According to the European Commission, buildings are responsible for 36 percent of the total carbon emissions released into the atmosphere, with urban construction representing around 60 percent of the extractions of raw material in the world, and their consumption of water is equivalent to 12 percent of the total consumed in developed areas, although this can rise to over 60 percent in highly urbanized areas. In addition, the energy consumed in buildings represents 40 percent of the total energy consumption of the European Union, and within this amount, 70 percent is used for heating or cooling.1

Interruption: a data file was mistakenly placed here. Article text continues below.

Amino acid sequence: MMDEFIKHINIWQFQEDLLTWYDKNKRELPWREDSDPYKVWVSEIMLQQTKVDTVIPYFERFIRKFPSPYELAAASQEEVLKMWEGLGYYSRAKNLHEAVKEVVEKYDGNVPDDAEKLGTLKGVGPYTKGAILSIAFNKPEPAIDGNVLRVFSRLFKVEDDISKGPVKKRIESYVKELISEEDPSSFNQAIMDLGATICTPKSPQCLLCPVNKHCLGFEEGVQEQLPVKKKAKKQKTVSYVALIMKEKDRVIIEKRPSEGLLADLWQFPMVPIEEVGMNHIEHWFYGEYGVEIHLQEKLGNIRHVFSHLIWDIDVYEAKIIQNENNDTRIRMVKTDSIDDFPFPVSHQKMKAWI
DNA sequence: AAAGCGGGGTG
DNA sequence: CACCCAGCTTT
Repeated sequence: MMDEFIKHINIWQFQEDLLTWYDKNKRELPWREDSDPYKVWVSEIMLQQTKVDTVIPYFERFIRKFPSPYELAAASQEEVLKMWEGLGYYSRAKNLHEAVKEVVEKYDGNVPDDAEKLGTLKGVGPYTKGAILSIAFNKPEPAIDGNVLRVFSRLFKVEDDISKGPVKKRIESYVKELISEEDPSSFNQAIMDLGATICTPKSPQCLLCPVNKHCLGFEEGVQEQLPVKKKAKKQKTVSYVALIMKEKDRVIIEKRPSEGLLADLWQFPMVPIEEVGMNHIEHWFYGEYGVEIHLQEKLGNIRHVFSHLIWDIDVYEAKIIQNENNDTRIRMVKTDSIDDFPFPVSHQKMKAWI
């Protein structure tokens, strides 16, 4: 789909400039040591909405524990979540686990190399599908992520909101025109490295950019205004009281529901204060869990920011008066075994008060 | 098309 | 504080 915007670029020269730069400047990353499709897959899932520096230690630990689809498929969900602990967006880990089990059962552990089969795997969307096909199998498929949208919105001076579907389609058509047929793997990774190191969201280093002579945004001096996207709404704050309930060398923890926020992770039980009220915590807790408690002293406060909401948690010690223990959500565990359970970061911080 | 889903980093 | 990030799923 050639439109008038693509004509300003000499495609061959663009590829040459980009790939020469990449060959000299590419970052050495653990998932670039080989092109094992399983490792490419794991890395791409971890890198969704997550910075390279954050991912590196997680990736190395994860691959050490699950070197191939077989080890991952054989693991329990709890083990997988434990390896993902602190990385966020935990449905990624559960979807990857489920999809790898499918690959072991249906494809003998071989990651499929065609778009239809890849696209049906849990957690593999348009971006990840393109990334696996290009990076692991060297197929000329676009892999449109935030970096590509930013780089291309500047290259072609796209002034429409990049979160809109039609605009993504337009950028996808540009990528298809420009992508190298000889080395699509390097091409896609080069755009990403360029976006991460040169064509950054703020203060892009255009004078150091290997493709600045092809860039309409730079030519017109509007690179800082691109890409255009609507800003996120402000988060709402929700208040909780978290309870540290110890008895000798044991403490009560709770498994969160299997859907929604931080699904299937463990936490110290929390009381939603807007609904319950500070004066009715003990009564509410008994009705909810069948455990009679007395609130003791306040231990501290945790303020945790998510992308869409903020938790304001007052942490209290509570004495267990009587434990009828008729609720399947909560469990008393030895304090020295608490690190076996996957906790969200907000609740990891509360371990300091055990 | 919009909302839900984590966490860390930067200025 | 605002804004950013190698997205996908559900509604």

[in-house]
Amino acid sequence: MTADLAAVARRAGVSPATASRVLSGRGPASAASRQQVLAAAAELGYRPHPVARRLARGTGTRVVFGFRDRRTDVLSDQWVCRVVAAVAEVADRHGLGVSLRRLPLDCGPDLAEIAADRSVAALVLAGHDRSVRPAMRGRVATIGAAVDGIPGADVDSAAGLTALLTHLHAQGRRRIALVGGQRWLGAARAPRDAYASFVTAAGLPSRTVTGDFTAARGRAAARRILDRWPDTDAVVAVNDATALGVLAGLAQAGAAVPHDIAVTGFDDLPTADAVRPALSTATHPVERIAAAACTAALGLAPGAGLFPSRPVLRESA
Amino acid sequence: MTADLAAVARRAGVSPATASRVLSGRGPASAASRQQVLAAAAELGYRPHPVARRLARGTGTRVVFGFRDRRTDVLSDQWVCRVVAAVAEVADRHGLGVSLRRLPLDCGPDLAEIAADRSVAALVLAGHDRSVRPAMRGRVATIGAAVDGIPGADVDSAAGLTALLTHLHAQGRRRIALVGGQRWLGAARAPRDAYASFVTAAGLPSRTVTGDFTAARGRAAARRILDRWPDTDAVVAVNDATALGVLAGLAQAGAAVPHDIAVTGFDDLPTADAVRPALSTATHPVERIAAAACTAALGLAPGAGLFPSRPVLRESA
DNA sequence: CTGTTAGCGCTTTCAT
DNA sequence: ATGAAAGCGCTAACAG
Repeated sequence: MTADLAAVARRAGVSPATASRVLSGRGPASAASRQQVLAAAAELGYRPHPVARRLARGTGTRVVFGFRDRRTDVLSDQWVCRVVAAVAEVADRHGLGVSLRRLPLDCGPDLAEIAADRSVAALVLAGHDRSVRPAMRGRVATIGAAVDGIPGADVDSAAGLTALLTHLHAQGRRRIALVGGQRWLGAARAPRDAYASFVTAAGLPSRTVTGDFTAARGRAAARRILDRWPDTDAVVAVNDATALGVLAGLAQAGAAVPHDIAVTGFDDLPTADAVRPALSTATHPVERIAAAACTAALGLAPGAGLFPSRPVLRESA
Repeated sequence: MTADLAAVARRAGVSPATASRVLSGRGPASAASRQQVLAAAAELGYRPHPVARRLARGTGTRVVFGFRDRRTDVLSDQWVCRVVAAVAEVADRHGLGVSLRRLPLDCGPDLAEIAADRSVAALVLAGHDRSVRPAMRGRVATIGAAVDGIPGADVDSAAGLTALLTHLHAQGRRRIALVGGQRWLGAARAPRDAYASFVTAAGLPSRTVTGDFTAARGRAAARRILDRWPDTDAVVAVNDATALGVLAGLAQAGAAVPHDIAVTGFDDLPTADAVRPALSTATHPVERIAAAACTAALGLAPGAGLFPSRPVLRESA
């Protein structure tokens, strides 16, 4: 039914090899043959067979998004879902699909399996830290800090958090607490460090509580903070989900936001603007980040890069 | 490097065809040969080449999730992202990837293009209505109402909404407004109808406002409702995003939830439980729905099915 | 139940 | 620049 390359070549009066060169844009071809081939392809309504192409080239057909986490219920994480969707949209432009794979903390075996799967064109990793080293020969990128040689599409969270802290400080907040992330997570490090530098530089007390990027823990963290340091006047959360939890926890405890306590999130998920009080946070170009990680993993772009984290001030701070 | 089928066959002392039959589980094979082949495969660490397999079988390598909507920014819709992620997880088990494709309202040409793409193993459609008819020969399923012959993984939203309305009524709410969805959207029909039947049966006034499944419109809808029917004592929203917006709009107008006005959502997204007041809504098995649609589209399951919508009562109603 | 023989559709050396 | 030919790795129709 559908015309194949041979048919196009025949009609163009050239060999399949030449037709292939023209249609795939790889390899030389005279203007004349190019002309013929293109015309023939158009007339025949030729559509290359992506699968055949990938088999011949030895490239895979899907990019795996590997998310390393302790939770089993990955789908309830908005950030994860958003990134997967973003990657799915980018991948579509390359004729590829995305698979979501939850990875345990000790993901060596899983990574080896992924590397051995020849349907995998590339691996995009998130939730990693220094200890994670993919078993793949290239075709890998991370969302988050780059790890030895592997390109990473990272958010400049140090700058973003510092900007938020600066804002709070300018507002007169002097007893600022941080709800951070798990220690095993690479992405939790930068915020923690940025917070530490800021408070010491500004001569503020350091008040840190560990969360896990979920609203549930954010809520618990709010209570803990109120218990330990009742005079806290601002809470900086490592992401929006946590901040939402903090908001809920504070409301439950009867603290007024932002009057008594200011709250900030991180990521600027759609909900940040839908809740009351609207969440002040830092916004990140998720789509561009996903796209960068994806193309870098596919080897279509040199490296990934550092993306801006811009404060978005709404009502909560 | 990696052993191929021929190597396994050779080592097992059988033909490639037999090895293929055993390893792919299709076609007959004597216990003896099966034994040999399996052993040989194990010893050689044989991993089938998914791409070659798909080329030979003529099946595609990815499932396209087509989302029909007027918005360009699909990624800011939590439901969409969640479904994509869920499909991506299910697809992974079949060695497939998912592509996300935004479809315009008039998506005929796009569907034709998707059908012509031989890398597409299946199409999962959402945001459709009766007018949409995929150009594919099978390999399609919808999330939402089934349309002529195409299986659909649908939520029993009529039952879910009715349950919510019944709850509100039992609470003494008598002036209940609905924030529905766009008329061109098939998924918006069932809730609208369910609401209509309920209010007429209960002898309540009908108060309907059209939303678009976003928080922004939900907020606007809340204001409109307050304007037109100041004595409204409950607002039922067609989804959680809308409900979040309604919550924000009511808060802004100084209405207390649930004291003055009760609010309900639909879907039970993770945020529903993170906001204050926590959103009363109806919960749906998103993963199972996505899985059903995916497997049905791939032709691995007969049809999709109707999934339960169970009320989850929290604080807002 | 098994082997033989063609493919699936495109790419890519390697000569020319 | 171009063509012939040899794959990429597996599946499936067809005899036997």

Not only architects were paying attention to alarming data concerning climate change and the destruction of the planet’s natural resources, but owners, contractors and manufacturers of building products are also engaged. As numerous green building rating systems have proliferated, each year brings us closer to developing products that are green from cradle to grave. Industries are beginning to investigate in a life-cycle analysis (LCA) of their products. LCA requires that a producer assess the environmental impacts associated with all of the stages of a product’s life from the extraction of a raw materials through processing, manufacturing, use, repair, maintenance, and eventually the re-purposing or recycling of the product (cradle to cradle) rather than the landfilling of materials.